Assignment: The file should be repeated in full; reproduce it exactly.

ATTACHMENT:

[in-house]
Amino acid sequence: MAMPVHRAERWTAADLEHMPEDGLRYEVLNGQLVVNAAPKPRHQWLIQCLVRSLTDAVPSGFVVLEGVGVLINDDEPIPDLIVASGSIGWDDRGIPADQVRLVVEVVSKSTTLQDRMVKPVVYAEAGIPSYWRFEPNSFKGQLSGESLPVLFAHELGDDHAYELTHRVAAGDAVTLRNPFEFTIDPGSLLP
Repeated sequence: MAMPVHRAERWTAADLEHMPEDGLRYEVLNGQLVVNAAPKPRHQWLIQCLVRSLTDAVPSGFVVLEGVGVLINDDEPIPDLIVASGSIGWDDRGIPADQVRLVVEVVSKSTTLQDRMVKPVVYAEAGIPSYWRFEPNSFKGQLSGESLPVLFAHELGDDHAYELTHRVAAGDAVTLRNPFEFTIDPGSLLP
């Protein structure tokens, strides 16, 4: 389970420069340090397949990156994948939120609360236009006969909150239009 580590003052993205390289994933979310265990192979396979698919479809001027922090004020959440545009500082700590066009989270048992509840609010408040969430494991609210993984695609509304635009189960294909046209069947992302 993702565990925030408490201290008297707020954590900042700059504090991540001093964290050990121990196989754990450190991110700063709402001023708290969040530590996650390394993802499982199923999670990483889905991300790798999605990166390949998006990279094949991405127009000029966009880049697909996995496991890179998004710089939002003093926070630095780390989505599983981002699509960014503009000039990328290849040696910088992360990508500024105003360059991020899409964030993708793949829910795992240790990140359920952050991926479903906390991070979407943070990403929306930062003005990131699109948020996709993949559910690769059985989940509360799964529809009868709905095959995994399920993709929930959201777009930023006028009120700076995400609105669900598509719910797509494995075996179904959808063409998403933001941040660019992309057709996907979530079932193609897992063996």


[in-house]
Amino acid sequence: MAMPVHRAERWTAADLEHMPEDGLRYEVLNGQLVVNAAPKPRHQWLIQCLVRSLTDAVPSGFVVLEGVGVLINDDEPIPDLIVASGSIGWDDRGIPADQVRLVVEVVSKSTTLQDRMVKPVVYAEAGIPSYWRFEPNSFKGQLSGESLPVLFAHELGDDHAYELTHRVAAGDAVTLRNPFEFTIDPGSLLP
Repeated sequence: MAMPVHRAERWTAADLEHMPEDGLRYEVLNGQLVVNAAPKPRHQWLIQCLVRSLTDAVPSGFVVLEGVGVLINDDEPIPDLIVASGSIGWDDRGIPADQVRLVVEVVSKSTTLQDRMVKPVVYAEAGIPSYWRFEPNSFKGQLSGESLPVLFAHELGDDHAYELTHRVAAGDAVTLRNPFEFTIDPGSLLP
């Protein structure tokens, strides 16, 4: 389970420069340090397949990156994948939120609360236009006969909150239009 580590003052993205390289994933979310265990192979396979698919479809001027922090004020959440545009500082700590066009989270048992509840609010408040969430494991609210993984695609509304635009189960294909046209069947992302 993702565990925030408490201290008297707020954590900042700059504090991540001093964290050990121990196989754990450190991110700063709402001023708290969040530590996650390394993802499982199923999670990483889905991300790798999605990166390949998006990279094949991405127009000029966009880049697909996995496991890179998004710089939002003093926070630095780390989505599983981002699509960014503009000039990328290849040696910088992360990508500024105003360059991020899409964030993708793949829910795992240790990140359920952050991926479903906390991070979407943070990403929306930062003005990131699109948020996709993949559910690769059985989940509360799964529809009868709905095959995994399920993709929930959201777009930023006028009120700076995400609105669900598509719910797509494995075996179904959808063409998403933001941040660019992309057709996907979530079932193609897992063996």